Activists point to climate crisis and Covid-19 as critical factors pushing more young girls towards child marriage
UN experts have said that child marriages impede the development of young girls and rob them of future opportunities, including education, health and wellbeing. Furthermore, sexual and reproductive health rights and bodily autonomy is diminished as a result of the practice.
The impact of the Covid-19 pandemic has placed 10 million additional girls at risk of child marriage — and this is exacerbated by the climate crisis. That’s according to the United Nations Population Fund (UNFPA) and the UN Children’s Fund (Unicef), who on 11 and 12 October commemorated the fifth anniversary of the global programme to end child marriage.
Activists at the commemoration stressed that child marriages impede the development of young girls and rob them of future opportunities, education, health and wellbeing, their sexual and reproductive health rights and bodily autonomy. They urged governments and civil society to take action with the full participation of adolescent girls and boys in order to end the practice of child marriage.
Speaking on the effect of the climate crisis on child marriage, Anandita Philipose from UNFPA said that extreme weather conditions such as drought and floods brought on by the climate crisis pushed families who were already on the brink of poverty to look to child marriage to mitigate against the impact. Philipose said that families lost assets, were displaced from homes, and forced to migrate after extreme weather disasters.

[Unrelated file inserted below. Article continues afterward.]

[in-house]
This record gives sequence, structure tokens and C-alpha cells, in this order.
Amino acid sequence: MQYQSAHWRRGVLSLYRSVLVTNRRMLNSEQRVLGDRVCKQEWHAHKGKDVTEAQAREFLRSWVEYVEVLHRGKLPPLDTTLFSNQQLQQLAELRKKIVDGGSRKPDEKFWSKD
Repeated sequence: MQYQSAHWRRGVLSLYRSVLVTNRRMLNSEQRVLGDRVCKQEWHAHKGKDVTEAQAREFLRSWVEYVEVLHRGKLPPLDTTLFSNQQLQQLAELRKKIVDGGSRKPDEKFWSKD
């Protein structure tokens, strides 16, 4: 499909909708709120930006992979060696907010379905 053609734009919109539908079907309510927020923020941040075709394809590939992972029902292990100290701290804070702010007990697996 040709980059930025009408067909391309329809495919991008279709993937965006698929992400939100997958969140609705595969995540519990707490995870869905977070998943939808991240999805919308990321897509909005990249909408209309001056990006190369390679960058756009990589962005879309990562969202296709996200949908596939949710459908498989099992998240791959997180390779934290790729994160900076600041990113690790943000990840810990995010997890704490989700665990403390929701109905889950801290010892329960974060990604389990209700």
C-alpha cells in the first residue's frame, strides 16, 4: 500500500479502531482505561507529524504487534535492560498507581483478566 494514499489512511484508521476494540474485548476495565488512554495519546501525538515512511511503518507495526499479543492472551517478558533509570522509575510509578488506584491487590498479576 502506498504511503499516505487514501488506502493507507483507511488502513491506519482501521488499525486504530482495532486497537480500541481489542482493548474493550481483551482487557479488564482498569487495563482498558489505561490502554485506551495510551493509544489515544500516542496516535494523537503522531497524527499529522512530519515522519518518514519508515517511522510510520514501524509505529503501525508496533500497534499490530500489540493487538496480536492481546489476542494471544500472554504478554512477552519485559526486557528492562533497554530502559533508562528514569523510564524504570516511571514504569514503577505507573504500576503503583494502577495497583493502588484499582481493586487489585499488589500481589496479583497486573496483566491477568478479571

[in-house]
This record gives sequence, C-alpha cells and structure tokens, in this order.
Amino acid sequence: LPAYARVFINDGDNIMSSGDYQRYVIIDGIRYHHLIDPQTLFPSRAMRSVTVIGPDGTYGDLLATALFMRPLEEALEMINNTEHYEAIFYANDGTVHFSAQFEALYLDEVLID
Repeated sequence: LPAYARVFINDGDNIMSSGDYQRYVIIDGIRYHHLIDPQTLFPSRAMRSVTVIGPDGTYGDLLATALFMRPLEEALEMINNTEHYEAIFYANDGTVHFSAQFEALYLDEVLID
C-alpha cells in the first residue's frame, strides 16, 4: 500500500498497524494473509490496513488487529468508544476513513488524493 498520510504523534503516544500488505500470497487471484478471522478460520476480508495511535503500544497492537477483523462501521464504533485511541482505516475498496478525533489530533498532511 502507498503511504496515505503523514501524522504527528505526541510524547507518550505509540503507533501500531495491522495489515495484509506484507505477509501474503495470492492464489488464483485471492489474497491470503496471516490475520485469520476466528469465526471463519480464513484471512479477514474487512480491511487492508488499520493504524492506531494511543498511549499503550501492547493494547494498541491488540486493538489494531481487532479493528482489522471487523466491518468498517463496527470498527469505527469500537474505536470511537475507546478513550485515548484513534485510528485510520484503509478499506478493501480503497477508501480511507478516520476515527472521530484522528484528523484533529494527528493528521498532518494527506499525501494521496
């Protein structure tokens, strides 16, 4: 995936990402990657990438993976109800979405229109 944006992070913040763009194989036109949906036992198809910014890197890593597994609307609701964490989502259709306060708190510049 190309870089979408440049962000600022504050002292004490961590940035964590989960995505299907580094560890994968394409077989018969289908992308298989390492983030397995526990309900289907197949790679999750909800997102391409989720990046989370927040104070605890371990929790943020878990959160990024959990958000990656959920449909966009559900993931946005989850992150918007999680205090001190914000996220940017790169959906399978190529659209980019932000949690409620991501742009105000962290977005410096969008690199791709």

An example was that families were often left poorer after droughts or floods and marrying off their young daughters translated to income in the form of a dowry as well as having one less mouth to feed.
Philipose said that parents interviewed in Kenya had stressed that they did not want to marry off their young daughters but felt compelled to, owing to the harsh economic circumstances they faced.
Bernadette Loloju from the End Female Genital Mutilation Board in Kenya said that child marriage and female genital mutilation were closely linked, particularly in Kenya, and described female genital mutilation as one of the worst forms of gender-based violence.
Loloju said that in some parts of Kenya, if women and girls did not subject themselves to female genital mutilation, they would be classed as undesirable for marriage. Her organisation was working to get governments in the region to sign a declaration to end the practice. Kenya’s President Uhuru Kenyatta had taken the lead by becoming the first president to sign this declaration.
Those in attendance at the commemoration agreed that child marriage and female genital mutilation violated the human rights of both girls and boys by reducing their economic opportunities and increasing their exposure to domestic violence. This, therefore, necessitated a holistic response that included sexual and reproductive health rights (SRHR), education and economic empowerment.
Fabienne van den Eede, Deputy Head of Unit at the European Union (EU) pledged her organisation’s ongoing commitment to ending child marriage and female genital mutilation, saying that the issues were central in achieving the UN’s gender SDGs.
The EU was in the process of finalising a €30-billion partnership with civil society organisations in Africa to work towards the accessibility of SRHR services at a national and community level. Van den Eede also highlighted the need to focus on legal interventions, institutional strengthening, survivor support, data collection, support for women’s movements and continuing to push for gender-disaggregated data which, she said, is critical in informing policy decisions.
Delegates pointed out that taking a multisectoral approach to addressing child marriages and female genital mutilation was needed and that integrating learning, creating, and the using and adapting of evidence into the work was key. DM/MC
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